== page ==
Cab Company Changes Policy After Stabbing, But Drivers Still Worry
Diamond Cab company is changing its policy on picking up customers after one of its drivers was stabbed in the neck last week in east Charlotte. But drivers still have concerns about their safety.
Driving cabs has some big hazards. "You never know who you're picking up. I mean, it could be a nice person, it could be a bad one," says Abdi Mohamud, who has driven taxis in Charlotte for ten years. Like the stabbing victim, he also works for Diamond Cab. Mohamud has been robbed once and closely escaped a second robbery. So it wasn't all together a shock when one of his colleagues got stabbed.
That call came in from a pay phone for a pick-up at a gas station. Diamond Cab has now decided not to send a driver to anyone who calls from a pay phone, or won't give a phone number or specific address to meet.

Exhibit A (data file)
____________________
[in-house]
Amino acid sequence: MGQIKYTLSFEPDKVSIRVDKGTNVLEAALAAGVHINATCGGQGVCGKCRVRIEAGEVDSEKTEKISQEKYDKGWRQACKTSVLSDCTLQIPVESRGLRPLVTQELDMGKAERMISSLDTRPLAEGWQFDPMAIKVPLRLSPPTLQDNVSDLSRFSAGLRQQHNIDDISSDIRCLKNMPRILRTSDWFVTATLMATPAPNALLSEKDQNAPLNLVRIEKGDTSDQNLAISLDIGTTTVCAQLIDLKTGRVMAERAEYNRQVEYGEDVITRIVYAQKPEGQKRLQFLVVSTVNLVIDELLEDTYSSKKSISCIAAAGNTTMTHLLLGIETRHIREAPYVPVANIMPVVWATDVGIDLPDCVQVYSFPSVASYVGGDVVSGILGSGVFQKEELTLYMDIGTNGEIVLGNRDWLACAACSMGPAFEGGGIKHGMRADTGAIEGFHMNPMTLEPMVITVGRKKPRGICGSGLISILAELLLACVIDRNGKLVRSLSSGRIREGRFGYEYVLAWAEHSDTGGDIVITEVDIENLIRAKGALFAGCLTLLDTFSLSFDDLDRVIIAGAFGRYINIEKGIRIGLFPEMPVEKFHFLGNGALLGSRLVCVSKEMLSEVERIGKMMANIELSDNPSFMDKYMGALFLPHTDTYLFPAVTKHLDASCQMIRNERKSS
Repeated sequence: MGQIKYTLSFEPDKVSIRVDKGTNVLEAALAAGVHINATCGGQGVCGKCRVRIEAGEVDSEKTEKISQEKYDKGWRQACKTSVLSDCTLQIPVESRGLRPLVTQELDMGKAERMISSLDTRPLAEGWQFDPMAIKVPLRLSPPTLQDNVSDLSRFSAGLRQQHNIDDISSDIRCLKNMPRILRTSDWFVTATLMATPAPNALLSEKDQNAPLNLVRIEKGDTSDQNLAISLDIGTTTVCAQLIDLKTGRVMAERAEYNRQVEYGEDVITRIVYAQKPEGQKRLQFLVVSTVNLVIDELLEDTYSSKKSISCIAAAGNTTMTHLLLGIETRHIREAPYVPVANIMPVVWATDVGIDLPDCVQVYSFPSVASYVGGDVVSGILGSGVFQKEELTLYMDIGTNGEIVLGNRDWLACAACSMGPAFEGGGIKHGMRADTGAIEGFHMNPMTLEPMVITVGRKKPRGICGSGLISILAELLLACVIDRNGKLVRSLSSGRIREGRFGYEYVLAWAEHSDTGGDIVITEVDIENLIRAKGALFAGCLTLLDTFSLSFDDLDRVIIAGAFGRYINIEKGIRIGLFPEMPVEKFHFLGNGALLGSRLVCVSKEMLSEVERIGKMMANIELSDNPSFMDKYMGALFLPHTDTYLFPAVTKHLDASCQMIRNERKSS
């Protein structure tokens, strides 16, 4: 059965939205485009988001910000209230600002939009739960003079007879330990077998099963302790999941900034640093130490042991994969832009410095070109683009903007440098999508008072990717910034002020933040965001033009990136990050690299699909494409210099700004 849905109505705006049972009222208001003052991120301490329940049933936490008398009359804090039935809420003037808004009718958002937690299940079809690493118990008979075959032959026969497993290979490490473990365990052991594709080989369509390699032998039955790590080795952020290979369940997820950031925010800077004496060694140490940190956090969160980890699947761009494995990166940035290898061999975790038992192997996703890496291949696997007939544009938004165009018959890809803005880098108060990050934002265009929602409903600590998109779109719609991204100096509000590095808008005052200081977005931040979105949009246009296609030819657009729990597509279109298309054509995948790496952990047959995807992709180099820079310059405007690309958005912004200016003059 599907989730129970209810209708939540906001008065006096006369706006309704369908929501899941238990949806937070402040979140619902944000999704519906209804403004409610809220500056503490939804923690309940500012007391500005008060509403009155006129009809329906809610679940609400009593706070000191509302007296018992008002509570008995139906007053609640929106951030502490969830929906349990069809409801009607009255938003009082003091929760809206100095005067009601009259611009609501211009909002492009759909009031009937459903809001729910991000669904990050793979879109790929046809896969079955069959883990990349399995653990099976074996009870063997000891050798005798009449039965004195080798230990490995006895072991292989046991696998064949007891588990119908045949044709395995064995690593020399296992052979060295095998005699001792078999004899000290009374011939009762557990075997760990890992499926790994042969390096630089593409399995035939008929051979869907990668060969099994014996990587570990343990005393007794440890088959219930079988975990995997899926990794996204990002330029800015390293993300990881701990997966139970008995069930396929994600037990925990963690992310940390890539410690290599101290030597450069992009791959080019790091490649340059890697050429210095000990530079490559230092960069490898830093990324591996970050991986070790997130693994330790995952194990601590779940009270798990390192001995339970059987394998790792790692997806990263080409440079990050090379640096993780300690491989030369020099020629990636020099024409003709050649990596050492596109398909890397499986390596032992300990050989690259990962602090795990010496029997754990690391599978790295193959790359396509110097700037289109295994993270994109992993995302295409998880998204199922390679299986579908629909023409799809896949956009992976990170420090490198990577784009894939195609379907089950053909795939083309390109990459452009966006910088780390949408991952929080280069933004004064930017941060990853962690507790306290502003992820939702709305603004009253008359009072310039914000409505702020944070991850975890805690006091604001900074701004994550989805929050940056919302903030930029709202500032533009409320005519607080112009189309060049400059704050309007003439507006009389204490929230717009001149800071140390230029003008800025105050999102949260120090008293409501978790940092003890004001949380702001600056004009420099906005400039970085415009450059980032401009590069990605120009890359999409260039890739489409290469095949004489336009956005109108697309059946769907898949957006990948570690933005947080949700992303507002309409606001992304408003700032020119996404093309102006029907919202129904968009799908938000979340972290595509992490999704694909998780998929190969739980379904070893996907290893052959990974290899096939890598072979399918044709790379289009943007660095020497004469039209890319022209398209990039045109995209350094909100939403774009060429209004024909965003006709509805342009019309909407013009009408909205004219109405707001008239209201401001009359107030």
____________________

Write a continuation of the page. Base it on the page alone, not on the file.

That doesn't make Mohamud feel much safer. He says his biggest defense is his own judgment. He's refused to pick up people a few times when a situation seems suspicious. "I notified my dispatcher and they were happy what I did. I said don't send any other cabs for these people," says Mohamud.
But he says drivers worry the city will take away their licenses if people complain that they refused to pick them up. Universal Taxi owner Mohamad Moustafa changed his company's policy a couple years ago after a driver had a gun held to him. His drivers now rarely pick up people who flag them down on the street. "It's more safer to take the people that call you because you can check their names, their phone numbers, the database and stuff like that in the system," says Moustafa.
Moustafa says over nineteen years in business, four of his drivers have been killed. So he says it makes sense most drivers now carry guns.